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  1. #21
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    Quote Originally Posted by oberon View Post
    You should publish the results of a functional test... chop through some broom-handle-sized saplings, or maybe a ham, and evaluate how well it did.
    [YOUTUBE="U8DcwH1fMbw"]Kukri vs Bowie knife[/YOUTUBE]

    Large ceremonial kukri vs. cow *Not for the squeemish*

    Crazy Kukri


    I think the kukri's usefulness beyond ordinary knife and machetes probably comes into play when you need to work with harder wood, such as dry oak. The extra weight and hardness of the blade would make it much more suitable to chopping something like that, whereas something like a bowie would have difficulty getting through, and take more damage ESPECIALLY if you needed to baton it.

    Plus, you can't make a tomahawk/axe/machete do this:

    [YOUTUBE="0DHGlhFJH0g"]Kukri vs. kitchen tasks *everything is butter*[/YOUTUBE]

  2. #22
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  3. #23
    Senior Member Phoenix_400's Avatar
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    Never really messed with a Kukri. I've had a couple of tomahawks and bowie knives though.

    A good E-tool goes a long way. I posted the cold steel shovel in the hiking gear thread on here. Just don't ever buy the USGI tri-fold one. Its highly effective at a lot of things, but it uses screw caps to lock the joints. As great as that is for getting it into different configurations, its painful if you're not watching that they stay tight and the damn thing collapses on your hand.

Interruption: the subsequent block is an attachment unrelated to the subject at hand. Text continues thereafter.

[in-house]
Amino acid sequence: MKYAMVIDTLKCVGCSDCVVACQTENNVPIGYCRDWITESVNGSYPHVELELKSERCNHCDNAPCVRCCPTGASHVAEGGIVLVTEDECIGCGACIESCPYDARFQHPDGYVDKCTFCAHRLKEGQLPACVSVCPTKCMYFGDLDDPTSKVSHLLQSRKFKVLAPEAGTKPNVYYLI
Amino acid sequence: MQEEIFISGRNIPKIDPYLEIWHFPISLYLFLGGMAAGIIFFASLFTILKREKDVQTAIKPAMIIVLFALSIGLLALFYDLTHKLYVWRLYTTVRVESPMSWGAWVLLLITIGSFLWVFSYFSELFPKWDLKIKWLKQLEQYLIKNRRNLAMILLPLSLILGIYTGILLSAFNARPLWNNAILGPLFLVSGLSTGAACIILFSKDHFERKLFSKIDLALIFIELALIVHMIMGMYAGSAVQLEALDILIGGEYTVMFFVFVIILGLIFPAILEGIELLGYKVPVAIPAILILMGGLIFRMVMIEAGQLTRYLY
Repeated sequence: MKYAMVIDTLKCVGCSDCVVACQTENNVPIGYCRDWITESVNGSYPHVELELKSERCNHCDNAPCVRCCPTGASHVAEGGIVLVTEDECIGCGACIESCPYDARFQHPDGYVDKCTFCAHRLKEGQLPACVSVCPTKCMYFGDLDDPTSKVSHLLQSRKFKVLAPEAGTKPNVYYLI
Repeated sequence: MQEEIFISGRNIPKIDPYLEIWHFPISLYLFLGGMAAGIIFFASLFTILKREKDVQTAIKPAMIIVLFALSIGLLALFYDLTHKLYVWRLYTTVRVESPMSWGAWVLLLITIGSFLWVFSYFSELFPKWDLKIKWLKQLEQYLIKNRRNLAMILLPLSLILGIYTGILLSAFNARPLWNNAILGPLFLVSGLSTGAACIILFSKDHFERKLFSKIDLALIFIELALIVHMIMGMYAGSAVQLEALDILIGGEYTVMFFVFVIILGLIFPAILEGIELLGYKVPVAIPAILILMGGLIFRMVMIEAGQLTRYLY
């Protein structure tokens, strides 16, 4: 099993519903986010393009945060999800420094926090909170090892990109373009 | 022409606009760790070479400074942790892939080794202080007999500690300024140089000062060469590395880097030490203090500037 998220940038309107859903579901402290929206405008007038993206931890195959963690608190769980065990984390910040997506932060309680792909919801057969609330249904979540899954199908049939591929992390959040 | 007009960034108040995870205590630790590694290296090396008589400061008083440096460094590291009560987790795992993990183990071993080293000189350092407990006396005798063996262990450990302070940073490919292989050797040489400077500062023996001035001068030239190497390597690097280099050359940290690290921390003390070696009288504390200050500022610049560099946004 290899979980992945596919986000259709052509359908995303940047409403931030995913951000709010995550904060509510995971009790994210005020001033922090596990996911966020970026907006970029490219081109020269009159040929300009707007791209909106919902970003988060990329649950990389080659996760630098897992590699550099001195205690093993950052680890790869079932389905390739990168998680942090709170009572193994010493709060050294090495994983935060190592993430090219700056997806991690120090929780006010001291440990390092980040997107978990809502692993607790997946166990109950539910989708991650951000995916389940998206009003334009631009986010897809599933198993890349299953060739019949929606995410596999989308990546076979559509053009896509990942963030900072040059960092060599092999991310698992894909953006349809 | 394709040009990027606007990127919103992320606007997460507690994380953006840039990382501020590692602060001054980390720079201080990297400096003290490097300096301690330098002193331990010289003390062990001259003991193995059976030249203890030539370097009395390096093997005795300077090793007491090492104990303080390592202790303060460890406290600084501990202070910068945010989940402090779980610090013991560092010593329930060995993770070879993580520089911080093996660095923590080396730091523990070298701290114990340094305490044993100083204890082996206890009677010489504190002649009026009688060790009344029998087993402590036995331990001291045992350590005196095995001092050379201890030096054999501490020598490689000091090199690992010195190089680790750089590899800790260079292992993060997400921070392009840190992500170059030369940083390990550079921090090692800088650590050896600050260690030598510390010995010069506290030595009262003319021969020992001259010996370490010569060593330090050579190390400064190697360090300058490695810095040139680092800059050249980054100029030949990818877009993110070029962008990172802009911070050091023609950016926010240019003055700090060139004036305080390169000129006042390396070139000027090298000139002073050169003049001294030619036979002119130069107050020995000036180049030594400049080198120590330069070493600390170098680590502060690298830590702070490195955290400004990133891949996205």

I grew up carrying my Great Uncle's issue navy knife and a machete (that Mom used to cut the heads off chickens when she was a kid on the farm) whenever I went in the woods. Had to retire the machete and switched up to a Cold Steel Bolo. Here's that combo:


    Nowadays, my woods blades are that CS shovel (w/ the edges sharpened up a bit) and a 5" Kabar. Need to add a little skateboard grip tape to the shovel handle though, the finish makes it a little too slick.

    I also have my 'Triforce of Power'. If I'm wearing pants, I have these on me. Doesn't matter if I'm in a business suit, shorts, or jeans. These are great for more delicate field work.

    Kershaw Blur, Leatherman Wave, Surefire E1L Outdoorsman

    One of my mechanic friends picked up a blur off the Matco truck and was showing it off to me. I reached into my pocket and pulled out the same one I've been carrying for 6 years. He didn't realize he'd bought the same model as me. Best damn folder I've ever owned. He agrees, so much so that he bought a couple more as gifts for his brothers.
    "People in glass houses shouldn't use Windex when living near bird sanctuaries."- myself

    "We are never alone my friend. We are constantly in the company of victories, losses, strengths and weaknesses. Make no mistake, life is war...and war is hell. Those who fight the hardest will suffer the most...but that's what you have to do: Fight. As long as you're feeling pain, then there's hope...because only the dead do not suffer." -RD Metcalf
    [SIGPIC][/SIGPIC]

  4. #24
    Senior Member Willfrey's Avatar
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    Bow Saw.